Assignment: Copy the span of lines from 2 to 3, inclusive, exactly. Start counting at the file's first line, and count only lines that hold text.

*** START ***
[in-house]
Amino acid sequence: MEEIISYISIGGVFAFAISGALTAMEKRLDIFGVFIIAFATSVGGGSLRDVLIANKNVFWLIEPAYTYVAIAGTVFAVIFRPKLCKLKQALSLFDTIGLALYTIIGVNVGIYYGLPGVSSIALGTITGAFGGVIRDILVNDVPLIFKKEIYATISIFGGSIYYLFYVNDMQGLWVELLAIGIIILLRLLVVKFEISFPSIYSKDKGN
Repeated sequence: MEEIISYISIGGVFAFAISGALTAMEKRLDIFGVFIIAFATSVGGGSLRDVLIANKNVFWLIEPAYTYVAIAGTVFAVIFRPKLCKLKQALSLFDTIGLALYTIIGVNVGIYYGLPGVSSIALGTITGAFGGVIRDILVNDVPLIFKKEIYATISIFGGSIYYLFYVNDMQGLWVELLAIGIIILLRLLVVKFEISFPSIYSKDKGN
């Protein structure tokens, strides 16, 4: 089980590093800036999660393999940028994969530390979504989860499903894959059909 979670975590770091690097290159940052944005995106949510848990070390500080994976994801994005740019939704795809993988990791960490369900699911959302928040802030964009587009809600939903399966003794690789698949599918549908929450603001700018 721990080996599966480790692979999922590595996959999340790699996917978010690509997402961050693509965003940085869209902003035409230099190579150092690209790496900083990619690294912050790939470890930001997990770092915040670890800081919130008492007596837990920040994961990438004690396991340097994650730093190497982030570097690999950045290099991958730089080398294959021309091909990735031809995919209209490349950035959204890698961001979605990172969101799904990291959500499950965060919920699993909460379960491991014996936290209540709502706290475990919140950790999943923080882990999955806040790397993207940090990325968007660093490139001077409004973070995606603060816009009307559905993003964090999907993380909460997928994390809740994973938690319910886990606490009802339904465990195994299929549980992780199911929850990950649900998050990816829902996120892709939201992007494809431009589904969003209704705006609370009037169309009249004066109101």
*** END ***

Amino acid sequence: MEEIISYISIGGVFAFAISGALTAMEKRLDIFGVFIIAFATSVGGGSLRDVLIANKNVFWLIEPAYTYVAIAGTVFAVIFRPKLCKLKQALSLFDTIGLALYTIIGVNVGIYYGLPGVSSIALGTITGAFGGVIRDILVNDVPLIFKKEIYATISIFGGSIYYLFYVNDMQGLWVELLAIGIIILLRLLVVKFEISFPSIYSKDKGN
Repeated sequence: MEEIISYISIGGVFAFAISGALTAMEKRLDIFGVFIIAFATSVGGGSLRDVLIANKNVFWLIEPAYTYVAIAGTVFAVIFRPKLCKLKQALSLFDTIGLALYTIIGVNVGIYYGLPGVSSIALGTITGAFGGVIRDILVNDVPLIFKKEIYATISIFGGSIYYLFYVNDMQGLWVELLAIGIIILLRLLVVKFEISFPSIYSKDKGN